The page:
Power corrupts, absolute power corrupts absolutely.
5. THE MAKING OF POLITICAL LEADERS IN THE WILDERNESS
In an outdoor leadership setting, participants get exposed to the good side of governance. I have seen this especially come out when a group of novices sets out on an adventure with highly experienced and effective guides. When you are doing something new, you feel very vulnerable. There are skills you have to learn, there are new levels of resilience you must work through to succeed in reaching your goals, and there are things you just don’t know yet about survival, etc. Without an experienced guide in wilderness, you are probably going to suffer a lot or at worse kick the bucket.
RELATED POST: Rapid Decision Making Skills
Guides are a living example in this scenario of what good political leaders should be doing for us. They should be skilled in decision-making and facilitation. They should see themselves as humble servants charged with the task of bringing dignified growth and success to those who are vulnerable novices. And good political leaders should be confident and wise enough to make hard calls and do what is best for the group, no matter how uncomfortable their decision might be. Guides in the wilderness don’t take opinion polls. They don’t hold focus groups to find out what people “want them to do.” There is no time for that in the wilderness. Guides have to be proven leaders who know how to take novices to the next level by showing them the skills they need. They draw out their best through appropriate challenges. They manage the level of risk in the adventure so that every person learns how to safely and effectively go places that they never thought possible. That is the kind of politics and governance we find in the Bible.
Stay tuned to Part 2 in this series, “5 WAYS WILDERNESS LEADERSHIP TEACHES US THE POLITICS OF JESUS”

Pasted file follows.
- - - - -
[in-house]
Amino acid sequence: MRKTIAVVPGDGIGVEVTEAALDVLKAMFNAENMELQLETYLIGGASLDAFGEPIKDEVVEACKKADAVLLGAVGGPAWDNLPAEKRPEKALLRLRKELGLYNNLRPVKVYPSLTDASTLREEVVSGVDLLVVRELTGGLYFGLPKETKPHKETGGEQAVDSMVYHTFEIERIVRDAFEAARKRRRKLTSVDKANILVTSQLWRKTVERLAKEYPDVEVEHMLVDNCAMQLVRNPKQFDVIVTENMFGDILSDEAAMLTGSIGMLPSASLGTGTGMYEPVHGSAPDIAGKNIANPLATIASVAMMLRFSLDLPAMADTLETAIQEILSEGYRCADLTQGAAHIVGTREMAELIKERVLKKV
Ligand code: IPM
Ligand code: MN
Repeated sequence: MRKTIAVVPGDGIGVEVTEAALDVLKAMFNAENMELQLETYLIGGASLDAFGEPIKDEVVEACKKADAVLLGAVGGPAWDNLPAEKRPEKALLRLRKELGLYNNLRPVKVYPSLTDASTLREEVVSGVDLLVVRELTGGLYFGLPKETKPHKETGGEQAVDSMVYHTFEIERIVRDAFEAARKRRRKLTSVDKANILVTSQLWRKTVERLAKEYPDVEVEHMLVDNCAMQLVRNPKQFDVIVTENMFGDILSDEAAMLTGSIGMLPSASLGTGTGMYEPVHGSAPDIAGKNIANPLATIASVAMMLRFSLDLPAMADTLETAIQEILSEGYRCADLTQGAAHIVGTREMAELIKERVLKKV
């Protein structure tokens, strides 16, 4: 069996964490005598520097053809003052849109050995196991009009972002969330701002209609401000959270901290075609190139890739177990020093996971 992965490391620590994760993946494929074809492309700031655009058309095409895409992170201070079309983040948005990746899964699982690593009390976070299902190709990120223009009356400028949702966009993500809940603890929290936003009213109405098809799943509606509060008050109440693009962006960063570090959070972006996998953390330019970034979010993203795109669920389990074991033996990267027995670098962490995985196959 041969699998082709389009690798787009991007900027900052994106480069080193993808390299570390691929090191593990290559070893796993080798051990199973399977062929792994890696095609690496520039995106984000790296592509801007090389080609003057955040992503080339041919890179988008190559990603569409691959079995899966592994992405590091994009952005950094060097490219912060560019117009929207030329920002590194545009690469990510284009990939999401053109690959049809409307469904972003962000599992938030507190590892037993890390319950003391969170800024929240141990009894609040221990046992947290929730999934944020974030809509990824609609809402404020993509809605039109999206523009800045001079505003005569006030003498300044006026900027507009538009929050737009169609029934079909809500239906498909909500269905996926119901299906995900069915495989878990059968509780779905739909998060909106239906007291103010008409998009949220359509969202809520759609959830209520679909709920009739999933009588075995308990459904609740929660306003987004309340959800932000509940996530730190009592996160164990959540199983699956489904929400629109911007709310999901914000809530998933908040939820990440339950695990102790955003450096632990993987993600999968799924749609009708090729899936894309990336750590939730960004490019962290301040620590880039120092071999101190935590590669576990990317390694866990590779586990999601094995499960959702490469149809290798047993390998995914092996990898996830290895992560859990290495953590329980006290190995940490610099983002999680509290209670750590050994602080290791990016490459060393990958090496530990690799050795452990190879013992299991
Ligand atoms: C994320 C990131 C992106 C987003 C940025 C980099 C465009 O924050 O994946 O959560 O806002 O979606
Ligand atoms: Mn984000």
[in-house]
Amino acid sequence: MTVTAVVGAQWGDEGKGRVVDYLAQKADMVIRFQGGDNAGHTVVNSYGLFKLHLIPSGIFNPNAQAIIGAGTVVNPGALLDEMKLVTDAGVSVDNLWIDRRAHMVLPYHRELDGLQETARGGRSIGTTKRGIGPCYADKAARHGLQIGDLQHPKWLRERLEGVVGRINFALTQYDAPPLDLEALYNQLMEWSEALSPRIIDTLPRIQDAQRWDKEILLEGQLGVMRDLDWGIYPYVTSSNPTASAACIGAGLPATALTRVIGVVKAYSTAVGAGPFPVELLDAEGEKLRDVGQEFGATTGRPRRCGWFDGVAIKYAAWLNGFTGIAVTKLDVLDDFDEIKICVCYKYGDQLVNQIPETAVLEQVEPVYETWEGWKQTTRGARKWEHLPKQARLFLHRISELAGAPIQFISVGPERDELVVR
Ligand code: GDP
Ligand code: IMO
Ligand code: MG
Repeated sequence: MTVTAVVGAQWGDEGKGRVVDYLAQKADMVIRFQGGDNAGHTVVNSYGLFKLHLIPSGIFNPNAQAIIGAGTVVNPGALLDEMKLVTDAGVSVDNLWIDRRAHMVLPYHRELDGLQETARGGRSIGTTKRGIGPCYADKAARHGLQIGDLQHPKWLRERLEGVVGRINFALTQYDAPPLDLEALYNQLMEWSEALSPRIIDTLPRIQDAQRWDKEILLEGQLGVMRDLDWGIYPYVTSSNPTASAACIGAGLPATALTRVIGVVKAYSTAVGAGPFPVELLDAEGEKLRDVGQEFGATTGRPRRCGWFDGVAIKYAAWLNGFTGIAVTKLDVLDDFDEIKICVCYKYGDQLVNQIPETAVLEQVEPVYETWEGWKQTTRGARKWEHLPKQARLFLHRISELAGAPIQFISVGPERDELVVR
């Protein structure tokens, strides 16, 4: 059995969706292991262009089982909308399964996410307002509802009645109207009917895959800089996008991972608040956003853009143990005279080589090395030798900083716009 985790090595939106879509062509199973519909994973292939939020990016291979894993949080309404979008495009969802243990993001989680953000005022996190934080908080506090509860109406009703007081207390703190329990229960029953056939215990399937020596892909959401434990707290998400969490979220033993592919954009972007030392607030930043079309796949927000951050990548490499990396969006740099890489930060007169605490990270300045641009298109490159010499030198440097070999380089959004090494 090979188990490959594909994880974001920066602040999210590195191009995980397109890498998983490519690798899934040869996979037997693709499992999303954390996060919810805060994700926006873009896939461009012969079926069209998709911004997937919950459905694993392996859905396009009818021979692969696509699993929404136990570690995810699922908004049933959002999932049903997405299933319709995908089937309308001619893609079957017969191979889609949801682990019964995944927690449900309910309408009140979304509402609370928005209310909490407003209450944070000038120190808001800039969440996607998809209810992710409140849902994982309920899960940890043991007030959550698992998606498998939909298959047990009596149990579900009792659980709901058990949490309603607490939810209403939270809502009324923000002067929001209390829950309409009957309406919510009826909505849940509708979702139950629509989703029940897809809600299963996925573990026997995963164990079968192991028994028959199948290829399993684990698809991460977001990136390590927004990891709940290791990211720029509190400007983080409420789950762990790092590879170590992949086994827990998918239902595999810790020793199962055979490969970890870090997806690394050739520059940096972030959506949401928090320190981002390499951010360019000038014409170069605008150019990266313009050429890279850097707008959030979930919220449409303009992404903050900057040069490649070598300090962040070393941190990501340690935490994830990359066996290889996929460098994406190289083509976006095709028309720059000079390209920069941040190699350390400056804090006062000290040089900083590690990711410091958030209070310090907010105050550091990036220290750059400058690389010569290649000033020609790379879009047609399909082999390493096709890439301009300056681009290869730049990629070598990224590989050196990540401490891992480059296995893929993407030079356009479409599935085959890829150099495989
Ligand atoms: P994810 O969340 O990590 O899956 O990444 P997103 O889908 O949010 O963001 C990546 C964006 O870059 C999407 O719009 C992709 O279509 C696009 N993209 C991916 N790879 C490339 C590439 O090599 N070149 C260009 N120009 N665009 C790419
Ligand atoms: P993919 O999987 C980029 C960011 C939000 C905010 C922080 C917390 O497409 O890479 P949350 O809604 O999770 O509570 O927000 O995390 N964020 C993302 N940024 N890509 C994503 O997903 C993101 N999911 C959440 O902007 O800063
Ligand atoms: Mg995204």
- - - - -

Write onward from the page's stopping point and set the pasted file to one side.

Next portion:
TAKE ACTION NOW
- What qualities do you most respect in political leader (i.e. a mayor, governor, president?)
- Maybe you have been a successful guide for a long time. Could God be calling you to some sort of political involvement or leadership in your community? You have learned so much about biblical politics in the wilderness through your experiences, how might you use that deep well of knowledge and experience God has given you to govern or guide the people in your community?
- Think about a recent outdoor adventure and write down the qualities you respect most in the person leading that adventure. Why was their leadership so effective? What lessons about governance can we learn from their style, their attention to detail, their knowledge, their focus on the goal, etc?
- Think about 2-3 young people in your life with talent and leadership character to become a political leader some day. How might you encourage them and increase their potential in leadership? How might you use an organized outdoor leadership camp or adventure to teach them a biblical view of politics and governance through the natural unfolding experiences that come in the wilderness?